Throughout this year’s Vaults Festival in Waterloo, we have literally hundreds of creative pieces ready to be examined and enjoyed. These varying pieces, all put together by creative minds and active individuals, provide us with theatrical moments that we may not see elsewhere and expose us to an unlimited source of themes and opinions with passion and innovativeness. Hysterical, a piece written by Karis Halsall, provides a production that we expect from the Vaults Festival – but is that entirely a good thing?
In Halsall’s play, we are brought into the life of June who has, after many attempts, landed a job at an advertising firm but finds herself struggling with the pressure from the get-go when she is asked to re-brand water. With this and her personal family struggles (looking after her mentally ill brother and dealing with the fact she is unable to have children), we begin to see some cracks and June starts to question everything. What is she doing? Why is she doing it? Who am I and what is my place? Halsall proves to be a very intelligent writer who’s story structure is well thought-out and engaging. Her darkly comic approach and wording is a highlight as it is consistently strong throughout this interactive piece of absurdity – “Help! I’m trapped in a strange play and I don’t know how to act in it!”
Stephen Sobal’s direction is able to fit and keep up with this writing well though it is not as consistent as the writing. It’s dark and, for the most part, minimalistic. This is when it works best. Sometimes there are scenes where we are not sure where to focus. This can be down to scene placement or an overbearing sense of visual and audible information at times, such as the changing pictures projected onto the wall, set pieces or the well-endowed doll.
Sarah Fraser provides us with a June who isn’t always easy to sympathise with. Her vulnerability and anxiousness are relatable but there wasn’t much in the performance that made me want to root for her. Fionnuala Kennedy, who plays June’s employer, Mercedes, commands the stage from her entrance and provides a well-received energy change. She knows how to play off the humour of the role but I just wish I saw more to this character than just the slightly sassy, intimidating boss.
Alice Trow, who plays Catherine the assistant, is the most consistent character even though she probably does the least. Trow makes the most of every blank stare and short sentence given and it pays off. Sam Anderson gives a supportive performance but doesn’t give the chance to shine until the very end.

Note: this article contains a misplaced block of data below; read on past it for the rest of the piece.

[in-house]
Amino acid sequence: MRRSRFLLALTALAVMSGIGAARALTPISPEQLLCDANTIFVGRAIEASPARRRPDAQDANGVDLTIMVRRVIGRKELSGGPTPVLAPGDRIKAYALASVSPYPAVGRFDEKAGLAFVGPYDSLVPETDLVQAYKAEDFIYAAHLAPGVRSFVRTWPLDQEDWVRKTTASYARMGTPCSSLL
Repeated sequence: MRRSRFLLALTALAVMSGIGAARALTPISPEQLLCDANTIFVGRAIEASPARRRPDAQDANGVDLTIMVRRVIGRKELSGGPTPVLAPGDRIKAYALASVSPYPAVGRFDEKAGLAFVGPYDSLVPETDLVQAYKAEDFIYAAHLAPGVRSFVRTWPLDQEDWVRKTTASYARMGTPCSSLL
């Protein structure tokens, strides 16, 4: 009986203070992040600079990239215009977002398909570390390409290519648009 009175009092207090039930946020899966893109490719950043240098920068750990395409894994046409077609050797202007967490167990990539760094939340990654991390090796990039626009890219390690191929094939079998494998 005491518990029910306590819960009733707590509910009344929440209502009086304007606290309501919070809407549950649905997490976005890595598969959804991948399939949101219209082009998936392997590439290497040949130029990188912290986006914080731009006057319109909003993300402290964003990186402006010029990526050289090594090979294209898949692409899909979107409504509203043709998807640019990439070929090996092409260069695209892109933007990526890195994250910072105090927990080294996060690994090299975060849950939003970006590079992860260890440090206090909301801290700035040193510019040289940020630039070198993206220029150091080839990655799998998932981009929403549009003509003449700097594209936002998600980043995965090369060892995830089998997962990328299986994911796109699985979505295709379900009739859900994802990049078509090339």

Even though, as said before, Halsall’s writing is comic, majority of the audience responded to the comedy of the actors breaking the fourth wall and by pulling certain “awkward situation” faces. This worked in some cases but, for example, Kristen Blakstad’s entrance as The Virgin Mary was accompanied by Madonna’s Like A Prayer and overly-long, but highly comical, struggle with Blakstad on roller-skates. However funny this was and how well Blakstad coped with it, there was a good part of it that seemed out-of-place and that type of comedy overstayed it’s welcome a bit too long. The same goes for the talking doll character, even though the reason for it’s presence is clear, it became a bit too uncomfortable to watch and anything it said from a certain point didn’t hit the audience strong enough because of this.
Halsall’s play has a lot to say that is worth listening to and with the right adjustments, has the opportunity to be a great play. That’s what The Vaults Festival is for – giving a platform for great theatre that has the opportunity to educate, inform, excite and expand. I believe that Hysterical has the chance to be one of those plays. There are going to be many similar plays that deal with modern struggles and mental illness and hopefully Hysterical can be one to remember this year.
Review by Tomm Ingram
Grounded in clinical and academic knowledge and lived experience of mental health problems, HYSTERICAL is a darkly comedic, bold new play exploring mental health and wellbeing.
“I’m trapped in a strange play and I don’t know how to act in it.”
June’s finally landed her dream job at an advertising agency, but when her first task is to re-brand water, she starts to worry she could lose her head….
Grappling with the sanctity of sanity, the play blends bold new writing with clowning, puppetry, mime. Drawing on the creative teams’ lived experiences, Hysterical examines how gender and modern day pressures take their toll on mental health and questions whether societal structures mean we’re destined to fail – is mental health a deeply political subject?
Hysterical aims to be a spark that ignites an open and honest discussion around mental health issues. The team hope that engaging with the piece will encourage others to speak about their own experiences and will do this by using humour to create a safe space, demonstrating vulnerability, courage and open heartedness onstage, as well as embedding the exchange into the form of the work.
Luminary Theatre have teamed up with HOAX to co-produce the show in creative collaboration with clinicians and academics specialising in Psychology at University College London.
by HOAX & Luminary Theatre
Cage – 7.15pm
From 3rd to 7th February 2016